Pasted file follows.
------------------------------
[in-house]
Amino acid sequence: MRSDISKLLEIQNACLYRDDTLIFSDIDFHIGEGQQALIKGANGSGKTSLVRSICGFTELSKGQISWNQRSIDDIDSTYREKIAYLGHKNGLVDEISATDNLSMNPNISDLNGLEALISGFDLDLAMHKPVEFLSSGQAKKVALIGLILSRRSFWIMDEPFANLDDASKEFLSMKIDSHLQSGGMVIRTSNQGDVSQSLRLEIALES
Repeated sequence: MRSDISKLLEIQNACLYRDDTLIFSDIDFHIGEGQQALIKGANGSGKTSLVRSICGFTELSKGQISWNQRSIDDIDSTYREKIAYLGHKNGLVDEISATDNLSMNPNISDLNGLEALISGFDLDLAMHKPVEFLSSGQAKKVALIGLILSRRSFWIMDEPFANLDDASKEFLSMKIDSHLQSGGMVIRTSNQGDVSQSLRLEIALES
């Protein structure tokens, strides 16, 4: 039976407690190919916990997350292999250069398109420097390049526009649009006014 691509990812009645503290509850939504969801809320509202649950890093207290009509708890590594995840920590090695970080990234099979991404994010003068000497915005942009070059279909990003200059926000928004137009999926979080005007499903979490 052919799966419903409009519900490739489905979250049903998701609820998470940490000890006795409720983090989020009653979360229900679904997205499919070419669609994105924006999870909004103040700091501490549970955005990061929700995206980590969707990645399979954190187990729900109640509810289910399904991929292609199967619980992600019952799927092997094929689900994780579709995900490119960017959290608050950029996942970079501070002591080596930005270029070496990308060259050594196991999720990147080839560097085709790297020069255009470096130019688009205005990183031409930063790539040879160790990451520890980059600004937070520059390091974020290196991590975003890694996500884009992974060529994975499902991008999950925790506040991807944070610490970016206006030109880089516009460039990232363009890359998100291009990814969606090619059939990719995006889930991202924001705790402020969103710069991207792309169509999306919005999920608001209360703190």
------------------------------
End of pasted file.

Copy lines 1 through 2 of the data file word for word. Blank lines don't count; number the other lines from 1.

[in-house]
Amino acid sequence: MRSDISKLLEIQNACLYRDDTLIFSDIDFHIGEGQQALIKGANGSGKTSLVRSICGFTELSKGQISWNQRSIDDIDSTYREKIAYLGHKNGLVDEISATDNLSMNPNISDLNGLEALISGFDLDLAMHKPVEFLSSGQAKKVALIGLILSRRSFWIMDEPFANLDDASKEFLSMKIDSHLQSGGMVIRTSNQGDVSQSLRLEIALES